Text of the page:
SOC344 2018 Tut8 – Mossvale

Why do people do ‘bad’ things? Is it because they feel bad – or because those bad things feel good? It’s not hard to find instances of terrible, scary things in popular media – youth gone wild, health epidemics, crime waves, etc. Sometimes these are beat-ups and moral panics; and sometimes they are more common than we think, or even unbelievably real. Nasty incidents of online trolling and attacks are commonplace, and mass gatherings channeling anger and even hatred occurred as recently as just over ten years ago Australia in the form of the Cronulla Riots.

But why do these things happen? What are the emotions that drive these acts? There can be a simple thrill or joy in doing the wrong thing – what Jack Katz calls the ‘seductions of crime’ – that tricks and compels some people into committing anti-social acts, but are these secretive, individualized compulsions not shaped by how we relate – or fail to relate authentically – to the people around us? Do we not deviate because we feel (and often hide) a sense of deviance, and maybe even shame? Is it shame and fear of the challenge to identities – to conventional masculine dominance, or the threat of job loss from globalization – that compels some young men to anger and violence, as Ghassan Hage has argued occurred on Cronulla Beach eleven years ago? How do all these feeling mix and feed off each other – fear, shame, repression, thrills, and anger – in the dynamics of deviance?

#S344UOW18 #Tut8 #Mvale

Posted in SOC327 - Emotions Bodies and Society, UOW.

5 Comments on SOC344 2018 Tut8 – Mossvale

Bronwyn Sims said : Guest Report 3 months ago

Some good points raised here. It interested me how Katz suggested that the 'sneaky thrills' were an exercise in realisation that one could present an outer persona whilst thinking/ feeling something else entirely. These seem to be conscious acts of blending rationality and emotions in a combination to practice surface acting - but not surface acting to please/appease the expectations of others but to actually do it for an individual sense of satisfaction and achievement.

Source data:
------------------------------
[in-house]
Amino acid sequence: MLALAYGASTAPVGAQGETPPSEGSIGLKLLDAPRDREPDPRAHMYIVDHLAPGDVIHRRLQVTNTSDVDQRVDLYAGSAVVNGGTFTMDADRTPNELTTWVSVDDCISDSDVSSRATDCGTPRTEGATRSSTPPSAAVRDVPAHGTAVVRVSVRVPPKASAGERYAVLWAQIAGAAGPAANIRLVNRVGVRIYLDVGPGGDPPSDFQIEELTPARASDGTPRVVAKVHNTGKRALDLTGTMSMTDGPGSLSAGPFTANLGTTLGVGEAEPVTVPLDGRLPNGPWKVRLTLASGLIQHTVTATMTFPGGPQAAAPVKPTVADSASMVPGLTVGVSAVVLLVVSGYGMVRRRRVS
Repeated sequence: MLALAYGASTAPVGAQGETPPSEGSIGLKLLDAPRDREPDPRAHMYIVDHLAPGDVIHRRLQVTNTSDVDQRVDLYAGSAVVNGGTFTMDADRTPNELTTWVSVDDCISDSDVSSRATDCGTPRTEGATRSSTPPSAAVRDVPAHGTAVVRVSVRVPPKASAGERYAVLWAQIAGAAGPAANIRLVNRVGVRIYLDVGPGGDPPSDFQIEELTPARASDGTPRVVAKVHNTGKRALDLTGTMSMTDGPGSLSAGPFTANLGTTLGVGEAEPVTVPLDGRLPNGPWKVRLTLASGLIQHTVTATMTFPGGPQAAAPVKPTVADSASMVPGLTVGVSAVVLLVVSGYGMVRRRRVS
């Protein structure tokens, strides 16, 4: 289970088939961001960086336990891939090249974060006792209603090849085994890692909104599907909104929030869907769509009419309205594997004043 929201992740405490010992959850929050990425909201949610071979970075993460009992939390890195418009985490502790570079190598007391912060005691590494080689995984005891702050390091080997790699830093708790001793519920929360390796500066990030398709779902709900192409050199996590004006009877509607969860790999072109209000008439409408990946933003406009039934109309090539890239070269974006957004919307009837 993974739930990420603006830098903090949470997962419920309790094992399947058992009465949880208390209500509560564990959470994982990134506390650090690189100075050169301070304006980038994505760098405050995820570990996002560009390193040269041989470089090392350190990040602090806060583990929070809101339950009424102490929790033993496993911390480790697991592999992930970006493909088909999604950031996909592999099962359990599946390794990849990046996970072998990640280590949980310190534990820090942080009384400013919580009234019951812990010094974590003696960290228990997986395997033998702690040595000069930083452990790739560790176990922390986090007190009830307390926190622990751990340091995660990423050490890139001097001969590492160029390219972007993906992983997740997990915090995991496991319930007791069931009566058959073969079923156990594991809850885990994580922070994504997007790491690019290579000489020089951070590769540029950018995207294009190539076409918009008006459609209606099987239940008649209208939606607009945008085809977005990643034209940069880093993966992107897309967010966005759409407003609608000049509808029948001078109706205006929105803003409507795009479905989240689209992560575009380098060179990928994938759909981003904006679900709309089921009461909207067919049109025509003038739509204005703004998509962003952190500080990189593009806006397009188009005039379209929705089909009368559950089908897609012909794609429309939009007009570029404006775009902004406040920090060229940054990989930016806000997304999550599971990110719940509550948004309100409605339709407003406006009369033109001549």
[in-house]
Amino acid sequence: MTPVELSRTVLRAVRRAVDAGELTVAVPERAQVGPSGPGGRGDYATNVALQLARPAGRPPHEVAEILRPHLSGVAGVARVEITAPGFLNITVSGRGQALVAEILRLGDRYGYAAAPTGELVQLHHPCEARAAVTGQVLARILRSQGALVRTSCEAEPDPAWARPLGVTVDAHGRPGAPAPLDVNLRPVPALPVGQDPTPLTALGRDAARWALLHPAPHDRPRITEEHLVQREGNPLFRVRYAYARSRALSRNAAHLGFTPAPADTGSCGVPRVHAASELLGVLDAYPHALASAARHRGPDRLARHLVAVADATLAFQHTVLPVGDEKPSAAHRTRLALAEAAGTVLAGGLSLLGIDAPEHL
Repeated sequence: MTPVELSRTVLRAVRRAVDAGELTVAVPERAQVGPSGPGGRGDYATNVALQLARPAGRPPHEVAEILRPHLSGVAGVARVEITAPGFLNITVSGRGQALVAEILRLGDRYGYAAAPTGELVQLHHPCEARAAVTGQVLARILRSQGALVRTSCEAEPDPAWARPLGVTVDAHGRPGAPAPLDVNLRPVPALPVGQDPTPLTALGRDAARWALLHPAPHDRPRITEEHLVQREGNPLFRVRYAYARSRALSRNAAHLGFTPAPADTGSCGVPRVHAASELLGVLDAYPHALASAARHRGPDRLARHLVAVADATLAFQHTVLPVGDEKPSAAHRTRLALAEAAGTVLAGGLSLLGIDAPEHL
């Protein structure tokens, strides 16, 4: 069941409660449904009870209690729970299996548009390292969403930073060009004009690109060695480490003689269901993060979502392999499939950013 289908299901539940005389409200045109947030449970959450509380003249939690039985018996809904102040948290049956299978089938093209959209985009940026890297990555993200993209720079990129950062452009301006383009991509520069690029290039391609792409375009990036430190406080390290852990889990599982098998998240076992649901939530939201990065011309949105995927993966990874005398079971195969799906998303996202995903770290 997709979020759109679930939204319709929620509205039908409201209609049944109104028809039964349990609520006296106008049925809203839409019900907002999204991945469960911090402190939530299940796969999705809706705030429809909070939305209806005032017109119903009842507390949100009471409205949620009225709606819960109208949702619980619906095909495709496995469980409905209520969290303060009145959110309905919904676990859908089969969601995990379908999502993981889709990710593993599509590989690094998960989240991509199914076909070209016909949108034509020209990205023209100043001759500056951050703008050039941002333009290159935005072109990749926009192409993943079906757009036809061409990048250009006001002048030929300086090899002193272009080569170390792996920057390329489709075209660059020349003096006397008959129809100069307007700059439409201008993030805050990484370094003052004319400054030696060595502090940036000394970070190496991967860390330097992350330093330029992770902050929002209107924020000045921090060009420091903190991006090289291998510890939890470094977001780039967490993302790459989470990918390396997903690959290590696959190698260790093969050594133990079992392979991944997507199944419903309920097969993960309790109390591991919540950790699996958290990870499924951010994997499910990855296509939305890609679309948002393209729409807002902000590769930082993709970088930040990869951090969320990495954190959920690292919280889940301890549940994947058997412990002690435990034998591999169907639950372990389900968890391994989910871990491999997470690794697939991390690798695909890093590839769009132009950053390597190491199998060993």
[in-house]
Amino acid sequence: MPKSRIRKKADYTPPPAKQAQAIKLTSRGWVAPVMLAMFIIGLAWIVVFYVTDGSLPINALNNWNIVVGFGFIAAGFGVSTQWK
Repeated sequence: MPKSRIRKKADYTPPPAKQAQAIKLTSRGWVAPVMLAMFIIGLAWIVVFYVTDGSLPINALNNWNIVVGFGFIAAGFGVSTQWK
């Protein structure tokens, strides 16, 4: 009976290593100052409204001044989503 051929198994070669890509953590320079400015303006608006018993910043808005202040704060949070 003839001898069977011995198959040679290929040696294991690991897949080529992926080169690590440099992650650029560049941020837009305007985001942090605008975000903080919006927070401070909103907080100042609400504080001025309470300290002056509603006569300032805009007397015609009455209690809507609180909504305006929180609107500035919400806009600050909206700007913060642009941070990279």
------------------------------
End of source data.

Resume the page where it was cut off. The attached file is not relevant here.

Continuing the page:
Lorann McCann said : Guest Report 3 months ago

What if your authenticity was based on what others expected you to be and not who you really were? As society has changed its expectations and exceptions, what once was might have been considered deviant or even against the law is now acceptable in everyday society. Does this idea extend to joining a movement for example gay rights movements (when homosexual activity was inappropriate and could cause job/career loss) and would this ‘deviant’ activity be related to Jack Kats idea of committing a crime while projecting a ‘normal’ appearance. In addition to the gay rights movement I feel that committing a crime could be related to rejecting the ‘authentic’ personality that is expected of a person. Due to the lack of connection with the persona that’s expected the thrill of committing a crime releases the pressure of expectation and the ability to fool a shopkeeper because they expect goodness out of you.

zeljka o'malley said : Guest Report 3 months ago

Environmental influences such as peer pressure, poverty, neighbourhood and bad adult role models play a large part in deviant behaviour in adolescents. Unfortunately parents, the police and juvenile courts focus on the actions carried out by the child, rather than reasons behind the actions carried out by the child. Instead of blaming children and holding them completely responsible, we need to understand and look more closely at how their environment directs their emotions and actions. Taking a different approach to how deviant adolescents are dealt with, can help to decrease deviant behaviour in their adult years.

zeljka o'malley said : Guest Report 3 months ago

Environmental influences such as peer pressure, poverty, neighbourhood and bad adult role models play a large part in deviant behaviour in adolescents. Unfortunately parents, the police and juvenile courts focus on the actions carried out by the child, rather than reasons behind the actions carried out by the child. Instead of blaming children and holding them completely responsible, we need to understand and look more closely at how their environment directs their emotions and actions. Taking a different approach to how deviant adolescents are dealt with, can help to decrease deviant behaviour in their adult years.

Abbie Rowley said : Guest Report 4 months ago

Why do people do bad things? Some would say well we are only human we cant do good things all the time and i agree as much as we try to live our lives without bad things happening it is bound to happen especially when we get caught up in our emotions. I know myself that i can get very caught up in my emotions but i could never bear the thought of stealing or committing a crime so when reading Katz (1988) article I was shocked. When reading about how when this girl stole a necklace it gave her this kind of thrill that she would describe as being "almost orgasmic", i just can't see how you could feel that way about doing something like shoplifting. I feel these kinds of people who do bad things, that give them that rush of excitement are more then likely to keep doing bad things to give them that thrill,even if they have moments of shame or fear because at the end of the day who doesn't want to have those exciting emotions? There is just better ways to get those emotions without doing bad things.

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